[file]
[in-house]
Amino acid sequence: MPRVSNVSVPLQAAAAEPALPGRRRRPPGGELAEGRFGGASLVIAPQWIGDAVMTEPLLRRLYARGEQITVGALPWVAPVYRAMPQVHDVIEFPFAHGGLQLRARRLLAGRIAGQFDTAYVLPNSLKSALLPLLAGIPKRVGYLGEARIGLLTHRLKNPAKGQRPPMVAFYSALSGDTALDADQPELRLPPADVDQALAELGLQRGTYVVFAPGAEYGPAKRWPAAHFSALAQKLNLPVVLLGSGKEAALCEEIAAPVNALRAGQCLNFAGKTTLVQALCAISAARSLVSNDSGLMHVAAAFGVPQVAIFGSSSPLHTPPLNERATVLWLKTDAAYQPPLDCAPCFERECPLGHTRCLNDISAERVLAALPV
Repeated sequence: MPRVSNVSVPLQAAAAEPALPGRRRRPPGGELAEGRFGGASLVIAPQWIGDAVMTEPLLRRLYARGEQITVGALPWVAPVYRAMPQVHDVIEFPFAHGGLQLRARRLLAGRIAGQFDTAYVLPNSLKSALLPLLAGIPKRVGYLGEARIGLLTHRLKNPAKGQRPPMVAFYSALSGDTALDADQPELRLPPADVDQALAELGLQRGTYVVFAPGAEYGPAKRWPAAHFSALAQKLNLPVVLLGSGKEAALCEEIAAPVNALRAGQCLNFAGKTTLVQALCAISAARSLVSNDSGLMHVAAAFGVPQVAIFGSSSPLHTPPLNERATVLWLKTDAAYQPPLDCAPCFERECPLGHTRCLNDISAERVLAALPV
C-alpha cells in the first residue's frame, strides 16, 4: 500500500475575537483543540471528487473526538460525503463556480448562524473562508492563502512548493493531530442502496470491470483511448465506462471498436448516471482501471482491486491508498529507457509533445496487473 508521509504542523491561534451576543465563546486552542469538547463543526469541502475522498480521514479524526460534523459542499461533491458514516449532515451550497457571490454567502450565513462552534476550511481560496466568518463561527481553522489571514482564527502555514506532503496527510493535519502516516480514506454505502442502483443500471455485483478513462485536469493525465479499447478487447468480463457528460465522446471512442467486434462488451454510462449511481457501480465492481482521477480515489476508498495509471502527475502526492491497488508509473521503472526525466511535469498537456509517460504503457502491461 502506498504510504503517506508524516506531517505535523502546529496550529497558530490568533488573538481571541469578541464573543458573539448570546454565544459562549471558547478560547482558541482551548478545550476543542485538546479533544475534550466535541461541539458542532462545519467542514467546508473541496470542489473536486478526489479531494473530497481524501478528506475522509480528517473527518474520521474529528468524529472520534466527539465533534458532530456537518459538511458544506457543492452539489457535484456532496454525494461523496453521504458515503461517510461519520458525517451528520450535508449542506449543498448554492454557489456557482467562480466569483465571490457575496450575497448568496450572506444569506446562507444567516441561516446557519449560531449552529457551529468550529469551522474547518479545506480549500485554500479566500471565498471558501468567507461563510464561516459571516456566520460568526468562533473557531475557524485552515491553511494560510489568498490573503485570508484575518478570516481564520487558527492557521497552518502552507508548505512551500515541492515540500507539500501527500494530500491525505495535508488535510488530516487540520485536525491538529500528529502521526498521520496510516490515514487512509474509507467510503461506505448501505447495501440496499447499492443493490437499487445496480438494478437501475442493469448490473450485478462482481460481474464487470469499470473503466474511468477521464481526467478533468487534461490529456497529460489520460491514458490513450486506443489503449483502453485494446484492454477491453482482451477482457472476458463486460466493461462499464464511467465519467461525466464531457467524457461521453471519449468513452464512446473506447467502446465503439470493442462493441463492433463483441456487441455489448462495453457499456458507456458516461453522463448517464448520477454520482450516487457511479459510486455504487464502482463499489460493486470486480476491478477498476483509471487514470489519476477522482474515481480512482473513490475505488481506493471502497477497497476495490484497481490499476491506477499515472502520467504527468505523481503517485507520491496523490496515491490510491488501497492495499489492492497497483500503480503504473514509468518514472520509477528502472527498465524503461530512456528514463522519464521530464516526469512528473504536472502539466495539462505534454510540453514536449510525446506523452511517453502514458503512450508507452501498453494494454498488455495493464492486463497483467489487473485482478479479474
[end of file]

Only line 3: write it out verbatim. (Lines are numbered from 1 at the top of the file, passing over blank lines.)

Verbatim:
Repeated sequence: MPRVSNVSVPLQAAAAEPALPGRRRRPPGGELAEGRFGGASLVIAPQWIGDAVMTEPLLRRLYARGEQITVGALPWVAPVYRAMPQVHDVIEFPFAHGGLQLRARRLLAGRIAGQFDTAYVLPNSLKSALLPLLAGIPKRVGYLGEARIGLLTHRLKNPAKGQRPPMVAFYSALSGDTALDADQPELRLPPADVDQALAELGLQRGTYVVFAPGAEYGPAKRWPAAHFSALAQKLNLPVVLLGSGKEAALCEEIAAPVNALRAGQCLNFAGKTTLVQALCAISAARSLVSNDSGLMHVAAAFGVPQVAIFGSSSPLHTPPLNERATVLWLKTDAAYQPPLDCAPCFERECPLGHTRCLNDISAERVLAALPV